The principal shrine of the town is Suwa Shrine, just a short walk from Shimonita Station. While this is not a major shrine, aficionados of wood carving could spend hours here examining the elaborate carvings adorning this 400-year-old shrine.
The shrine backs onto the Kabura River near where exposed rock layers include fossils of crabs. Take advice from a local before trying to find this spot, as it is inaccessible if the river is high (eg, after rain).
About a kilometer upriver from Suwa Shrine is the Shimonita History Museum, a small local museum packed with exhibits (limited English) on Shimonita’s long human history, including Jomon and Yayoi relics tens of thousands of years old, as well as displays on more recent activities, such as iron mining/smelting, silk worm cultivation, and the 1864 Battle of Shimonita, a skirmish between Shogunate troops and a rebel group from Mito, known as the Tengu Party, who were passing through on their way to Kyoto. (For those not familiar, there was a lot of upheaval in Japan in the waning days of the Shogunate, when the West was demanding that Japan open itself to trade.) Take the local road below the museum, rather than the highway, to see some relics of that battle, including a stone marker and a warehouse bearing bullet holes.
Even visitors who arrive by train can access the sights of the area farther out of town. The local taxi, just steps from Shimonita Station, offers two to four hour packages visiting various sites and ranging in price from 4,000 to 10,000 yen, depending on the course. For two to four persons traveling together, this can be a pretty good deal.
Topping the list is the World Heritage-listed Arafune Cold Storage site, 29 kilometers from the center of Shimonita. In the days before refrigeration, stone structures were built on the mountainside to channel cold air dropping through a massive landslide of boulders, creating cold storage. Silk worm eggs from around the country were stored here to delay the eggs’ hatching until needed, all part of the silk worm cultivation that made Japan the world’s largest producer of silk in the late 19th/early 20th centuries. Even in summer, the cold air emerging from gaps in the boulders is never above 5 C, a geologic phenomenon at least as fascinating as the klippe mountains.
Higher up the mountain but just a few minutes from Arafune Cold Storage is the Kozu Bokujo, a 120 year old dairy farm, the first of its kind in Japan. Time your visit for around 1:00 pm to see the cows parade in from their grazing to be milked. They find their way without any human intervention. Or opt for a butter churning experience. There is also a restaurant specializing in yakiniku, making this a good lunch stop. The calf nursery, a petting zoo with sheep, goats and bunnies, and a small museum-like display on the history of the farm round out the sights here.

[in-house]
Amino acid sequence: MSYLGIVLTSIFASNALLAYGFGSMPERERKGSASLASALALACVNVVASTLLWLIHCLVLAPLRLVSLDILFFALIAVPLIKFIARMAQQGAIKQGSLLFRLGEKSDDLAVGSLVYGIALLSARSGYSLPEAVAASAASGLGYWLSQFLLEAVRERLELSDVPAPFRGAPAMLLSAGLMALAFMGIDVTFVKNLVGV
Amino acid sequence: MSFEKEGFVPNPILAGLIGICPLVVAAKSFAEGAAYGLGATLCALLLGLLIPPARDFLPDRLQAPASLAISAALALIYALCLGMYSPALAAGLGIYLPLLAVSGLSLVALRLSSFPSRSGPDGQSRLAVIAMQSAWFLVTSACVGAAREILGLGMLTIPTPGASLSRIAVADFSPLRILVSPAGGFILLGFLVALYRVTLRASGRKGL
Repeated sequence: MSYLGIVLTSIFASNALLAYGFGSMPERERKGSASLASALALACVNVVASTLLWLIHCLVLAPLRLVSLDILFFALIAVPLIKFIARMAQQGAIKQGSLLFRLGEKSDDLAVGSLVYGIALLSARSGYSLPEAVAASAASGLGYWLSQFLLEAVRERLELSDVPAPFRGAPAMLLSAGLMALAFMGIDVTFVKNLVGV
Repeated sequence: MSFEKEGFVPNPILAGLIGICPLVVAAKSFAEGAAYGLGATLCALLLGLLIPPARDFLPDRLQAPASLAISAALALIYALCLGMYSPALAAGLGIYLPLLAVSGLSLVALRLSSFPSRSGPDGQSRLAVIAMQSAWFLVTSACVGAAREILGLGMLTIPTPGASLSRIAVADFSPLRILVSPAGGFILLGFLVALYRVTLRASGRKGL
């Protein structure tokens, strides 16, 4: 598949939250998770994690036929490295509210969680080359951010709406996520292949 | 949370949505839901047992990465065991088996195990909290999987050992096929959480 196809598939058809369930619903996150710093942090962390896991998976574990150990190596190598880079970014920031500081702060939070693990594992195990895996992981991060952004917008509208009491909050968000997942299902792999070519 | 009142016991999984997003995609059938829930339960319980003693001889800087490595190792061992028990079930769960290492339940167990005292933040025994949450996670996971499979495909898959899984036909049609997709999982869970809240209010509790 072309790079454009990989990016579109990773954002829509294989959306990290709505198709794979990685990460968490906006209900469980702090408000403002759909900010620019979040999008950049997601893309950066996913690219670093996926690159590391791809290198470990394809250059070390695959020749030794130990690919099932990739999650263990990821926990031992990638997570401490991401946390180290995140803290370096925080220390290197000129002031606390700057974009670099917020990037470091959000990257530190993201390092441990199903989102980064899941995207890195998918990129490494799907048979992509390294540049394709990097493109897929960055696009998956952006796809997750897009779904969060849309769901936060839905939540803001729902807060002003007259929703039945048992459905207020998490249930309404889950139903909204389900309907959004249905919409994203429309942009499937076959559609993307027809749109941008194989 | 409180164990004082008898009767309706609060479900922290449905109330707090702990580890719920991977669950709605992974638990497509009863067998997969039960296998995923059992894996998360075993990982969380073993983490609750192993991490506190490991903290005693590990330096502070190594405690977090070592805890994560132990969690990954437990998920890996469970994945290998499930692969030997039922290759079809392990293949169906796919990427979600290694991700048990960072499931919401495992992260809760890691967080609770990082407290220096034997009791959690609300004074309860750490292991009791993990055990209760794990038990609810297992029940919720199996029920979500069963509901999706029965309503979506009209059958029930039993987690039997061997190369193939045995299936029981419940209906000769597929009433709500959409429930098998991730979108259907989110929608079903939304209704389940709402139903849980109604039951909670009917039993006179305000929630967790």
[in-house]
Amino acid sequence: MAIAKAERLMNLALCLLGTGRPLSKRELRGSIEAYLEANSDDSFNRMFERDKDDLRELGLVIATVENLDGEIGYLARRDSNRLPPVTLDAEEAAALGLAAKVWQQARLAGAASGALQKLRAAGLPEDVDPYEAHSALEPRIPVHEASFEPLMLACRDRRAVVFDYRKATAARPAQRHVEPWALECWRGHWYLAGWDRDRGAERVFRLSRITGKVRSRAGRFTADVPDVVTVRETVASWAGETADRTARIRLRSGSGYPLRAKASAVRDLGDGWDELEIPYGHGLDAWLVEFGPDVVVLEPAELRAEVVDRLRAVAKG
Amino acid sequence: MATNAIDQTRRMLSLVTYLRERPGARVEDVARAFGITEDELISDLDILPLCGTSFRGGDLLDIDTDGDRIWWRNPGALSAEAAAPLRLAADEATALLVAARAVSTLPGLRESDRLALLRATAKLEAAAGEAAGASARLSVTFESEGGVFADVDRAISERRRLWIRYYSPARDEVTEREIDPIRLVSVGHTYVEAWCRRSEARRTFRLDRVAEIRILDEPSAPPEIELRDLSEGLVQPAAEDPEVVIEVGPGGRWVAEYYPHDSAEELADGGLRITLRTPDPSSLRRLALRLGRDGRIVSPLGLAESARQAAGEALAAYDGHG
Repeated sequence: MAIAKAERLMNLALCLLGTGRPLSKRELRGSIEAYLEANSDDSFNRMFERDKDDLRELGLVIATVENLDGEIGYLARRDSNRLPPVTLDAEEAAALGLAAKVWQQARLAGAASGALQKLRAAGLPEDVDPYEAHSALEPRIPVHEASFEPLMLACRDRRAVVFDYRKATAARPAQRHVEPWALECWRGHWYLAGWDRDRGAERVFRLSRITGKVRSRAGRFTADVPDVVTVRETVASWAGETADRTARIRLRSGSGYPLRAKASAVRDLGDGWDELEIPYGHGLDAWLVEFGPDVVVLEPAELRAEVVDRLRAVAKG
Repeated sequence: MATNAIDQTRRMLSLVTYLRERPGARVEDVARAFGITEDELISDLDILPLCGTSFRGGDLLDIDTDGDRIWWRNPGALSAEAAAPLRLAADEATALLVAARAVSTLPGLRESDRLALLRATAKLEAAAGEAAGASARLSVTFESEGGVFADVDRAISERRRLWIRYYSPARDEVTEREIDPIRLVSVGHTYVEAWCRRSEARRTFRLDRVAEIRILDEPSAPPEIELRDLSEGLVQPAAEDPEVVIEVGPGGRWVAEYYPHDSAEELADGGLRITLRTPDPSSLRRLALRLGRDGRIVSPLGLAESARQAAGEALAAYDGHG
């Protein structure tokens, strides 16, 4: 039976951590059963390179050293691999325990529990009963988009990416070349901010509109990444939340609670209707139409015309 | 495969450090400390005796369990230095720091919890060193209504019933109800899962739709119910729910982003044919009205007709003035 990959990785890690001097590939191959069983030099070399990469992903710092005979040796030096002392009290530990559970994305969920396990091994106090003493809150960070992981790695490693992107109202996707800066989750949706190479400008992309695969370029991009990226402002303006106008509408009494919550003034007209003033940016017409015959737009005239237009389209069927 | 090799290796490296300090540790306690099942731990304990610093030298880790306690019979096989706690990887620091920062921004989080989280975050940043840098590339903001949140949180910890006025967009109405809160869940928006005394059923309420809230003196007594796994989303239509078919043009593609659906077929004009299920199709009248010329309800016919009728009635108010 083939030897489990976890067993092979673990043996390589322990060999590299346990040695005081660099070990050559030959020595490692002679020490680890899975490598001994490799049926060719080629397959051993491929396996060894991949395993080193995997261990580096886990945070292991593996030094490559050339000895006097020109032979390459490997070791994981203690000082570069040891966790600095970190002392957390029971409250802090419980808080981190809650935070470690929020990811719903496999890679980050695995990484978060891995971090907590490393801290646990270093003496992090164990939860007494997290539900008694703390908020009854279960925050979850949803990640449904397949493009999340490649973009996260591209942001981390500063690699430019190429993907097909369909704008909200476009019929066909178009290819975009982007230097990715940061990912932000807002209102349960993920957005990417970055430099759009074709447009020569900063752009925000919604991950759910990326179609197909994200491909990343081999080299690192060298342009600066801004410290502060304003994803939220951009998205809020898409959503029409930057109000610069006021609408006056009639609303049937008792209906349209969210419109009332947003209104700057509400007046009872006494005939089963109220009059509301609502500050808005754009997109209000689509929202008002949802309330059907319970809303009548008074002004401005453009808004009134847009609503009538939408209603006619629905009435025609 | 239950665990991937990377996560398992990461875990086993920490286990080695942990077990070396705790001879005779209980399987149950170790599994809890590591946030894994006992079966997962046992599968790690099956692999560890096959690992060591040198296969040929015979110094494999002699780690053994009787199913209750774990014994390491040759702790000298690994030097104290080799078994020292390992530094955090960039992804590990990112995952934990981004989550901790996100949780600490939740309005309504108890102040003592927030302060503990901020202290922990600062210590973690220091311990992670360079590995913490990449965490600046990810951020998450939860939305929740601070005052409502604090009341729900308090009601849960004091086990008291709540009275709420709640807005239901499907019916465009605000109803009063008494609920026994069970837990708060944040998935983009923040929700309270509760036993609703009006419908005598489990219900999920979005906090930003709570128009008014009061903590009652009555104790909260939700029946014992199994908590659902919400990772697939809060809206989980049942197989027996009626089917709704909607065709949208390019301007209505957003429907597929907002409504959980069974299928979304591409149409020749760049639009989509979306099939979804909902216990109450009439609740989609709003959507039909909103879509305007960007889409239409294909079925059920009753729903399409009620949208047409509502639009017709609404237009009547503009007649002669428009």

Mt Myogi is another major sight of Shimonita. It has spectacular rock formations, remnants of a volcanic eruption some 4 to 6 million years ago. Erosion has left several natural arches that are included in a hiking course finishing at Nakanotake Shrine, at the foot of Todoroki-iwa. (Note: sometimes the trail is closed due to dangerous conditions.) Todoroki-iwa is a needle of stone towering above the shrine, sacred since prehistoric times. Nakanotake Shrine is an ornate complex of a few shrines and a 20-meter statue of Daikokuten, the god of prosperity. Even if the hike isn’t possible, the shrine is worth a visit.
Visitors need more than just a day to see everything. There are several accommodation options in Shimonita as well as at other stations on the Joshin Train Line. I can recommend Tokiwakan, a traditional inn just across from the taxi near Shimonita Station. It is a family business established in 1912. The fourth-generation proprietress, having been an exchange student in the U.S., is very comfortable speaking English to her guests and giving advice on what to see and do.
Vicki L Beyer, a regular Japan Today contributor, is a freelance travel writer who also blogs about experiencing Japan. Follow her blog at jigsaw-japan.com.© Japan Today